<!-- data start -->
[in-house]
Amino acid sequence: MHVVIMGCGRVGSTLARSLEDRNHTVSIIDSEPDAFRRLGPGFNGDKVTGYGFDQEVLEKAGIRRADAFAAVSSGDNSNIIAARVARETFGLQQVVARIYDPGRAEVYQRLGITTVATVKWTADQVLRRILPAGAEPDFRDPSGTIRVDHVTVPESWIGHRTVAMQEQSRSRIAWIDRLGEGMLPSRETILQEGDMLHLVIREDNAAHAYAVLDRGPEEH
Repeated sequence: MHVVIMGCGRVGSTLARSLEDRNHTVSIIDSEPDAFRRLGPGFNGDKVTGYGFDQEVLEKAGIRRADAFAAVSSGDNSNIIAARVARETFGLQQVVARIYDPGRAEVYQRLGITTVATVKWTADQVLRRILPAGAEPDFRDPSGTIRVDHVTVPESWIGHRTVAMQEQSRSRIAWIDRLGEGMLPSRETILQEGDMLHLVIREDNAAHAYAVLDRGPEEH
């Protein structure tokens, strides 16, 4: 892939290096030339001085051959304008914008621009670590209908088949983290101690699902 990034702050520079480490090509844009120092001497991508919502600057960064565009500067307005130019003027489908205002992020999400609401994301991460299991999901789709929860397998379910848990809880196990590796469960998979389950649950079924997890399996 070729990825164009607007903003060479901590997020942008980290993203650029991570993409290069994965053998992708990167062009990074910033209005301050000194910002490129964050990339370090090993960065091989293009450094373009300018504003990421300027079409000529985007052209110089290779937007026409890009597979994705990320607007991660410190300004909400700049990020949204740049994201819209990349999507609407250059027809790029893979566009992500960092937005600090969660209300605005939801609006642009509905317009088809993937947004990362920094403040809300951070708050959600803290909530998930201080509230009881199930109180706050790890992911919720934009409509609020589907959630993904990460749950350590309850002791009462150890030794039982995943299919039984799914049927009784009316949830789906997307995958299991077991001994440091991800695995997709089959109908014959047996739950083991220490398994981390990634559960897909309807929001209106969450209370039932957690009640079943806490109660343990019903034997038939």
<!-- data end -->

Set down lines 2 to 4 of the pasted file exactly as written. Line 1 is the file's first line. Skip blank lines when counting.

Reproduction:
Amino acid sequence: MHVVIMGCGRVGSTLARSLEDRNHTVSIIDSEPDAFRRLGPGFNGDKVTGYGFDQEVLEKAGIRRADAFAAVSSGDNSNIIAARVARETFGLQQVVARIYDPGRAEVYQRLGITTVATVKWTADQVLRRILPAGAEPDFRDPSGTIRVDHVTVPESWIGHRTVAMQEQSRSRIAWIDRLGEGMLPSRETILQEGDMLHLVIREDNAAHAYAVLDRGPEEH
Repeated sequence: MHVVIMGCGRVGSTLARSLEDRNHTVSIIDSEPDAFRRLGPGFNGDKVTGYGFDQEVLEKAGIRRADAFAAVSSGDNSNIIAARVARETFGLQQVVARIYDPGRAEVYQRLGITTVATVKWTADQVLRRILPAGAEPDFRDPSGTIRVDHVTVPESWIGHRTVAMQEQSRSRIAWIDRLGEGMLPSRETILQEGDMLHLVIREDNAAHAYAVLDRGPEEH
């Protein structure tokens, strides 16, 4: 892939290096030339001085051959304008914008621009670590209908088949983290101690699902 990034702050520079480490090509844009120092001497991508919502600057960064565009500067307005130019003027489908205002992020999400609401994301991460299991999901789709929860397998379910848990809880196990590796469960998979389950649950079924997890399996 070729990825164009607007903003060479901590997020942008980290993203650029991570993409290069994965053998992708990167062009990074910033209005301050000194910002490129964050990339370090090993960065091989293009450094373009300018504003990421300027079409000529985007052209110089290779937007026409890009597979994705990320607007991660410190300004909400700049990020949204740049994201819209990349999507609407250059027809790029893979566009992500960092937005600090969660209300605005939801609006642009509905317009088809993937947004990362920094403040809300951070708050959600803290909530998930201080509230009881199930109180706050790890992911919720934009409509609020589907959630993904990460749950350590309850002791009462150890030794039982995943299919039984799914049927009784009316949830789906997307995958299991077991001994440091991800695995997709089959109908014959047996739950083991220490398994981390990634559960897909309807929001209106969450209370039932957690009640079943806490109660343990019903034997038939």